It definitely has some vocabulary that I’m unfamiliar with. I think it will slowly get easier once you get used to the author. Though having short stories is a bit of a challange in itself since you can’t rely on knowledge you have build up on the world and characters.


I thought I might give y’all a bit of a head start by looking up some grammar that you might consider unusual if you don’t have that much experience with reading texts. Also, as the text is a little bit on the older side, there might be some outdated grammar hidden as well.

なにごとも起こらず - This so-called ず form attaches to the ない-stem of verbs and means “without”. In our case: …without anything occurring…

平和でありました。- The verb at the end is である which has the same meaning as です and was often used in literature of the time (and is still in use). In our case: …there was peace.

いい天気でございますな。- でございます is the polite (keigo) form of である (see above). In our case: It is nice weather.

教わりましてから - “after”. See Guide To Learning Japanese: Learn How to Use “-tekara” and “ato de” to Say After Doing Something . In our case: after he was taught.

There is some more which I will post about later.


Back when I first learned this, it made the words 思わず and 相変わらず suddenly make so much sense. Before then, these words were such big mysteries in that they seemed to mean the opposite of what I expected.

There are so many words I never encounter in my nearly-exclusively-manga reading! That made it very difficult to work through.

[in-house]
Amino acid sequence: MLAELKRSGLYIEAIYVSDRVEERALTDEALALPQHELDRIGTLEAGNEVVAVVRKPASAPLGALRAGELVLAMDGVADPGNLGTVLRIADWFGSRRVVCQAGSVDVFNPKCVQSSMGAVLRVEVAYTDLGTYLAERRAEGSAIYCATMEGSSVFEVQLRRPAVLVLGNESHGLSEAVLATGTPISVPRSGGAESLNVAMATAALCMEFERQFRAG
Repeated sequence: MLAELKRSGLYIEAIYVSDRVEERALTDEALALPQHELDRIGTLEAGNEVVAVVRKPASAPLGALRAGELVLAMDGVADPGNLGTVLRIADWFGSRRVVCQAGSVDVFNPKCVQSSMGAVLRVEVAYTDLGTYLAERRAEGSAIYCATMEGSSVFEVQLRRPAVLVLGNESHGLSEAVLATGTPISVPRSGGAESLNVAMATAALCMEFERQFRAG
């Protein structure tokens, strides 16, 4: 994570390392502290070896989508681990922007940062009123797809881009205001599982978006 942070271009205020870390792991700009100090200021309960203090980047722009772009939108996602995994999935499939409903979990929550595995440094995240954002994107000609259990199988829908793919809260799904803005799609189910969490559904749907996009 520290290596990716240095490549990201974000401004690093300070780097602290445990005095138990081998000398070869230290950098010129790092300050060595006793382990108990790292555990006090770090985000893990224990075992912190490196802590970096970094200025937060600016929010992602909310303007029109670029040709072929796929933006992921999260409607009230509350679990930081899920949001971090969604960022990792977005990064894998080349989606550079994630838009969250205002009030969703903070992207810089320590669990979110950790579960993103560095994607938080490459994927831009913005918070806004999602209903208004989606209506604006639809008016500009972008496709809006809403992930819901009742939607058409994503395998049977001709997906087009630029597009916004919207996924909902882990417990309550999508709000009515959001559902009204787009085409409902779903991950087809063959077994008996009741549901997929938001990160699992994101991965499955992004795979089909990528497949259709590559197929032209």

Before I started, I thought I might pick up some nice sentences for Anki, the kind where there is only one word I don’t know. At it turns out, many sentences not only had an unknown word, but typically it was two or three unknown words… (For now, I’ll keep my sentence mining centered on manga and anime subtitles…)


Tagging @wiersm as well: I also realized that it might be a bit hard to use page numbers or the like, so I fully agree with @tls‘ method. Given that the stories are pretty short, I hope that we’ll be fine.

I fully agree with it.

Vocabulary will probably always be an issue no matter what you read. Just start to either learn (some of) the new words actively, or keep reading and see what sticks. It will get better with every new word :blush:


Ok, I done read it. Uh… what? We sure this is a children’s story? :stuck_out_tongue:

Young man doesn’t want to let the old man visit his family for a season when they’re at peace, because he’ll have to put up with a replacement for three whole months, but he’s perfectly fine with leaving the old man there alone while he goes off to war? And that ending…

The language is a fair bit more literary, so there’s that.


I bin done read it too. It nearly killed me, at my level :persevere:. Might take me a week to recuperate. But the worst thing, that key sentence at the end of the second last paragraph. What did the young man actually do? What is かいだ ?Perhaps I just don’t want to believe it…


かいだ is the past tense of かぐ.


I don’t know what I was expecting… But that was really sad! :cry:
One of my questions was just answered by @Belthazar, so I’ll just ask something I was also unsure about.